They’re a super tool for communicating ideas. They can start a discussion about whether a potential solution could really solve a problem. And they can influence ‘senior management’ types - ‘imagine if this existed…‘.
But prototypes for the sake of communicating or influencing… that’s not for me.
So many of the ‘products’ I’ve worked on over the last few years turned out to be pretty think-pieces - nice illustrations to support a business case.
Contrast this to my prototype version of Expirybot - a fast-and-loose script to extract email addresses, then a hand-crafted email sent by Mail Merge. This was product release version 0.1 - the most furiously minimal version I could ‘ship’, learn from and iterate. It wasn’t an ‘experiment’ for the sake of learning - it was a real, working thing, helping out real people!
In summary, I’m a big fan of making things that actually do something for real people.
- 🙂 Building letters app with real users
- 🙂 Building Fetch app and backend API that actually worked
- 🙂 A handful of Pilots actually using our app every day
- 🙁 Never launching anything to the public
- 🙁 Never making anything beyond prototypes - nothing actually worked
I love autonomous working cultures
This one’s simple - I like being in teams that can decide how to work and how to get things done.
I don’t seem to suit big organisations well - I find they over-complicate things with ‘governance’, ‘approvals’, ‘alignment’ and ‘selling’ things to the business. I’m sure someone finds this useful but our precious lives are running out and I feel there are better things to spend our time on.
- 🙂 Very autonomous team
- 🙂 Relaxed working culture
- 🙁 Bureaucracy and political BS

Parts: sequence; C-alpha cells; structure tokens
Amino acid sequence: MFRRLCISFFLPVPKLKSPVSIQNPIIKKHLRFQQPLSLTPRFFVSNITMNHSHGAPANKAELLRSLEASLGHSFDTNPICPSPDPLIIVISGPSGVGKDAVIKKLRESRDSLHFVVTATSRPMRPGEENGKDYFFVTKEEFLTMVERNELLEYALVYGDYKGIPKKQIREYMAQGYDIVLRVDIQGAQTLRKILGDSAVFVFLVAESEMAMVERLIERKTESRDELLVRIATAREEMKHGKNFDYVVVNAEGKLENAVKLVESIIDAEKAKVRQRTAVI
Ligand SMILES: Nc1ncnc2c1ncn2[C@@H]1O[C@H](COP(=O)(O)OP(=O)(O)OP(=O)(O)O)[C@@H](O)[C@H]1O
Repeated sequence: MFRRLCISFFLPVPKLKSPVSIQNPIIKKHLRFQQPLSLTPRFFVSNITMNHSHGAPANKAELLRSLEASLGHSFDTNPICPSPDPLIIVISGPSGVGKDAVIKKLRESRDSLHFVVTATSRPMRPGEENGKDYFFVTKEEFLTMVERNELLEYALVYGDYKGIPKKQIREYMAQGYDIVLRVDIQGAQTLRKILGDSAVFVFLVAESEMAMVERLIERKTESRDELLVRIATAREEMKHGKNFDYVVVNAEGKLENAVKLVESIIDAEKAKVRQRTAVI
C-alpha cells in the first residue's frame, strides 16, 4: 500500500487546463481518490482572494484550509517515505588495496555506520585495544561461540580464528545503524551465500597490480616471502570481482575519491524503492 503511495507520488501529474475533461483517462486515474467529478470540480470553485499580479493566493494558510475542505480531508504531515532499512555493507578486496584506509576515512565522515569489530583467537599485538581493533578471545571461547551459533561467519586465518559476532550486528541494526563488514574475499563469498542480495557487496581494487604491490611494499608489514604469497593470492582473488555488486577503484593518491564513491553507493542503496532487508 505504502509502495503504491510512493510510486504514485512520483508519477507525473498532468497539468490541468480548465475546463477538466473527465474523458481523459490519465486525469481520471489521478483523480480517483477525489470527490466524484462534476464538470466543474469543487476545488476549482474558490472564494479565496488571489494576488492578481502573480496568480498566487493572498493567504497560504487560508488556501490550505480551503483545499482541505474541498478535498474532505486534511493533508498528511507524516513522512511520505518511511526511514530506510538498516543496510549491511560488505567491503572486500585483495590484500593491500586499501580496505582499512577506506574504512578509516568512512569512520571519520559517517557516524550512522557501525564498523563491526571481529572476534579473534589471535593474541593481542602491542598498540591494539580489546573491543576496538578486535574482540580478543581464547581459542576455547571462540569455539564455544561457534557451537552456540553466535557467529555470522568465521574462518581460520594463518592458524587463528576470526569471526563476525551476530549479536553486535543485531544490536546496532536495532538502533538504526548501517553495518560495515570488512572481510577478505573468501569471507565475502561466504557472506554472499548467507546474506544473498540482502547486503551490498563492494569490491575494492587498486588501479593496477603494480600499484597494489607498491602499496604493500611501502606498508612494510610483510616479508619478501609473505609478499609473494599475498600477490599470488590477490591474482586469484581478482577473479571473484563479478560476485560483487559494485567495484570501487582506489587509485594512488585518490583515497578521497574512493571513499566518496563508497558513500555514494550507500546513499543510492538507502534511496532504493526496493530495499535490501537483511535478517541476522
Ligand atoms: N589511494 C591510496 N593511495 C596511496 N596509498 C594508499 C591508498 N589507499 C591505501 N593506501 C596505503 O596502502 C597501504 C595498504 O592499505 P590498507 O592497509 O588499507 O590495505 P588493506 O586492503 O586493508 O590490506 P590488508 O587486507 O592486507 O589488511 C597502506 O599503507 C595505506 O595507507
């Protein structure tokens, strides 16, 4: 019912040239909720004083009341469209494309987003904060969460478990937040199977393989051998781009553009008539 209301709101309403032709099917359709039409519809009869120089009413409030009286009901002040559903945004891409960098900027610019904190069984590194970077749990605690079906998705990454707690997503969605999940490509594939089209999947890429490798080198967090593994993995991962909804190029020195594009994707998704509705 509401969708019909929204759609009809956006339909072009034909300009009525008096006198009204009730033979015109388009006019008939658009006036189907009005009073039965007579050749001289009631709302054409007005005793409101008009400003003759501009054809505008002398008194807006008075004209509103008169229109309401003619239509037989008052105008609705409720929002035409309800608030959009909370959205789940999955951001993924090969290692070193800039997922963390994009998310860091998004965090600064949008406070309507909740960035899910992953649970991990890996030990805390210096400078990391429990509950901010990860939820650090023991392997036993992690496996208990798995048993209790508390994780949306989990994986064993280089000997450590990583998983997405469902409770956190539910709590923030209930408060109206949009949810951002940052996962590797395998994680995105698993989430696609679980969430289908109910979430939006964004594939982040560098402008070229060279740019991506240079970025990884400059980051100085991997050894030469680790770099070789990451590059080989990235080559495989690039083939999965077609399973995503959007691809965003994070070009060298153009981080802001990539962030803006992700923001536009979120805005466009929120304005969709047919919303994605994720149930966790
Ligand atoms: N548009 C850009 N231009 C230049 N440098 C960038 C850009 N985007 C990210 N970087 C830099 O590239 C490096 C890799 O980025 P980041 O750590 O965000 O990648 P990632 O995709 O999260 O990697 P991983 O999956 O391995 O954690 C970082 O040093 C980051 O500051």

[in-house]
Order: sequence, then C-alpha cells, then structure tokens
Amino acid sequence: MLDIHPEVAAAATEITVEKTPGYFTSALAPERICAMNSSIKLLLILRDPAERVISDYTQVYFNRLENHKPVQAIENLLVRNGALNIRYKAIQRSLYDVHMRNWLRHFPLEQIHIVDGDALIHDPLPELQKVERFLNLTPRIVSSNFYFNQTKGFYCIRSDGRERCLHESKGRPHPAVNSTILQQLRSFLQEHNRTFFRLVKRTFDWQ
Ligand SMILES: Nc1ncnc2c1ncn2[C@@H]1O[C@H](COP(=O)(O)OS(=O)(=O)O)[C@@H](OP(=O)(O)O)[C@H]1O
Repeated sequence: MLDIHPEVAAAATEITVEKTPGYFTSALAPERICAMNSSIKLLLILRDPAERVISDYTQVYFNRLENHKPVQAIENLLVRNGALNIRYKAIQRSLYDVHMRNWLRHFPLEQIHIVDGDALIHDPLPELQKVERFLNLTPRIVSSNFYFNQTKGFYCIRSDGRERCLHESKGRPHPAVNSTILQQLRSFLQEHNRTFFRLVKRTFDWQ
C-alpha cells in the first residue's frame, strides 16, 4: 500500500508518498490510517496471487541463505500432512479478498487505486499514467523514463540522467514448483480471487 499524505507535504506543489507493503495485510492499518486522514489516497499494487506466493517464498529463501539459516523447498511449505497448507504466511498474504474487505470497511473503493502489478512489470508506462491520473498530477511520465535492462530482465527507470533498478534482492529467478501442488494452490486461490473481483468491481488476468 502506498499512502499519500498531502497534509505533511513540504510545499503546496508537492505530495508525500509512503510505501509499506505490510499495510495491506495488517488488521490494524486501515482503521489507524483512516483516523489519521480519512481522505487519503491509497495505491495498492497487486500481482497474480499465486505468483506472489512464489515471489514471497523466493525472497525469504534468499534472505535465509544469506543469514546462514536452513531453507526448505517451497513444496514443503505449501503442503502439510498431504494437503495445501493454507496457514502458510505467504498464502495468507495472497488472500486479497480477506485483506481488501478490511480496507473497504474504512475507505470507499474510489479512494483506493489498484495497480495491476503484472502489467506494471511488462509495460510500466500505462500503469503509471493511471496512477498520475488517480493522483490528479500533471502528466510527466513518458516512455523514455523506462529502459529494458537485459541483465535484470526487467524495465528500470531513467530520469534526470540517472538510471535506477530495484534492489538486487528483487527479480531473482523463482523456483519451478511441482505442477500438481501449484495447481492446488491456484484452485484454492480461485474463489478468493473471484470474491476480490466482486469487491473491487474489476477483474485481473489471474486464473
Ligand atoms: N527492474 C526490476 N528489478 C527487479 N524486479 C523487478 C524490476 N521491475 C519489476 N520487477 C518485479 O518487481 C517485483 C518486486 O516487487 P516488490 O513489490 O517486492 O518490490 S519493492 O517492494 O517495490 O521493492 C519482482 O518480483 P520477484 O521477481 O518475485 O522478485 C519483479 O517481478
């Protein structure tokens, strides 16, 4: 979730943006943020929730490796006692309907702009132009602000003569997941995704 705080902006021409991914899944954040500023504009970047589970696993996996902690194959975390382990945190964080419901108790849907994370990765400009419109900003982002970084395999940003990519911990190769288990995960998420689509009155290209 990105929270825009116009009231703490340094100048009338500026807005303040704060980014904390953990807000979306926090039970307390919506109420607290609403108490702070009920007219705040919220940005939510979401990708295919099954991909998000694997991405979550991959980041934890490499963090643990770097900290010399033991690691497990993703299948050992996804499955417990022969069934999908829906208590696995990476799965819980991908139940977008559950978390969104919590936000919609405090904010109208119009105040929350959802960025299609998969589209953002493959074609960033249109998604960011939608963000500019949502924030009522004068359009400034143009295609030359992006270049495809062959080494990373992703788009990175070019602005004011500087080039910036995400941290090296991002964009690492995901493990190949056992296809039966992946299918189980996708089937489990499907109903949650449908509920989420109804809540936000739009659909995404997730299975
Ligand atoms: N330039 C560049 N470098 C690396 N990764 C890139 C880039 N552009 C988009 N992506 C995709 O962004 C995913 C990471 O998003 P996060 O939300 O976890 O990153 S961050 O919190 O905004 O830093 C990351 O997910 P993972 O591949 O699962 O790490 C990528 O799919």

- 🙁 Having to go through weeks of process to launch anything
I love feeling part of a community with a positive purpose
I really loved the Power Pack work, getting to know Community Energy groups, speaking to them on the phone, going to events and feeling like part of the community. That community has a strong mission which I’m really behind, so working with them felt completely easy.
Equally, I’ve loved feeling part of the internet freedom community through my PGP work. I love getting emails from random journalists, developers, lawyers, activists, and feeling like we’re working towards a common goal.
Both these groups are fighters - activists - thinking about the future and how to make it better. Love it.
Unfortunately I couldn’t say the same for my small experience of health or the marine logistics industry. For whatever reason I didn’t feel I was among ‘my people’ there.
- 🙂 Working in an area with strong ‘why’ like renewable energy, financial inequality
- 🙂 Feeling part of internet freedom community
- 🙂 Going to community energy events and getting to know the groups
I love working with talented people
Simple - it’s great working with talented people. I love the way designers can bring things to life. I’ve especially loved pairing with other developers and learning from them. I haven’t worked with other developers for a while and I’ve missed that learning - I’m worried I’m losing my skills.
I was a little surprised there wasn’t more about working with others, but when I think about it, it makes sense. Although I love working with other people and I’m good in teams, I’m also happy bashing things out on my own too. I’ve done a lot of gigs where I’ve been the only developer, and those were fine. It’s efficient - there’s less meta-work on organising the team. But the flipside is it’s a bit lonely, it’s worse for learning, and it puts a lot of burden on one person. It’s also hard to ever leave those gigs.
- 🙂 Working with designers
- 🙂 Pairing with other developers
I love making complex stuff simple for people
I had a great phone call this morning with a chap I met through my Expirybot emails and he said ‘I don’t really understand PGP, but you’ve enabled me to keep on using it’. That was really satisfying for me, knowing that I’ve made something complex a little more useable.
I do enjoy making things understandable for people - it’s fun to learn the nuts and bolts of something and help others get their heads round it too.
- 🙂 Making complex PGP stuff simple
- 🙂 Teaching people in a fun way through our cryptoparty
Well done for getting this far!